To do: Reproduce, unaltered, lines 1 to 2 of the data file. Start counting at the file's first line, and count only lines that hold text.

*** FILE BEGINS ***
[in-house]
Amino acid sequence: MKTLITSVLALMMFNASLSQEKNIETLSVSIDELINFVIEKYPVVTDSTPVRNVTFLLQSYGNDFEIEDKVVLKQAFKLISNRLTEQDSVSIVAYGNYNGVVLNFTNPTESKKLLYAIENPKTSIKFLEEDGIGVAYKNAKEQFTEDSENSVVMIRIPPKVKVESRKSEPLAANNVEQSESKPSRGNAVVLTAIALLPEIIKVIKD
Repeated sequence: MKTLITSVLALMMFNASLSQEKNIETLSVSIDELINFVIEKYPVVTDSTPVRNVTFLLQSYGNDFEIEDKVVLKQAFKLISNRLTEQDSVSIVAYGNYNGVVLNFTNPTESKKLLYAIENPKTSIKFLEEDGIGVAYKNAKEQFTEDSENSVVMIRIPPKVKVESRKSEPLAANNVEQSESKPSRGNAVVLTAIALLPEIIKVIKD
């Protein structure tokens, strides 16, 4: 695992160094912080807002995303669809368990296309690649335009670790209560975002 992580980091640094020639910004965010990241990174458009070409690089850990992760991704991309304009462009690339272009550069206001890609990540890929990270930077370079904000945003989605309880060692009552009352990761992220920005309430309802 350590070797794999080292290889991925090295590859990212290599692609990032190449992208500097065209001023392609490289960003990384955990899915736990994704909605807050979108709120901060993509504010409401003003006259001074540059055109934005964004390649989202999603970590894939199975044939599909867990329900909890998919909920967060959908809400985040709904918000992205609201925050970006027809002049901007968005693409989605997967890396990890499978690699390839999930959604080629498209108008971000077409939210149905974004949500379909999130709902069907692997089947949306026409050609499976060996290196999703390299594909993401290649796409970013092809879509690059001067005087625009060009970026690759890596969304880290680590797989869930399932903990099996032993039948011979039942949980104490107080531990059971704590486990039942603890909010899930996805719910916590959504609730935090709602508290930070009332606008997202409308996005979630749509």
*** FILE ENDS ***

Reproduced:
[in-house]
Amino acid sequence: MKTLITSVLALMMFNASLSQEKNIETLSVSIDELINFVIEKYPVVTDSTPVRNVTFLLQSYGNDFEIEDKVVLKQAFKLISNRLTEQDSVSIVAYGNYNGVVLNFTNPTESKKLLYAIENPKTSIKFLEEDGIGVAYKNAKEQFTEDSENSVVMIRIPPKVKVESRKSEPLAANNVEQSESKPSRGNAVVLTAIALLPEIIKVIKD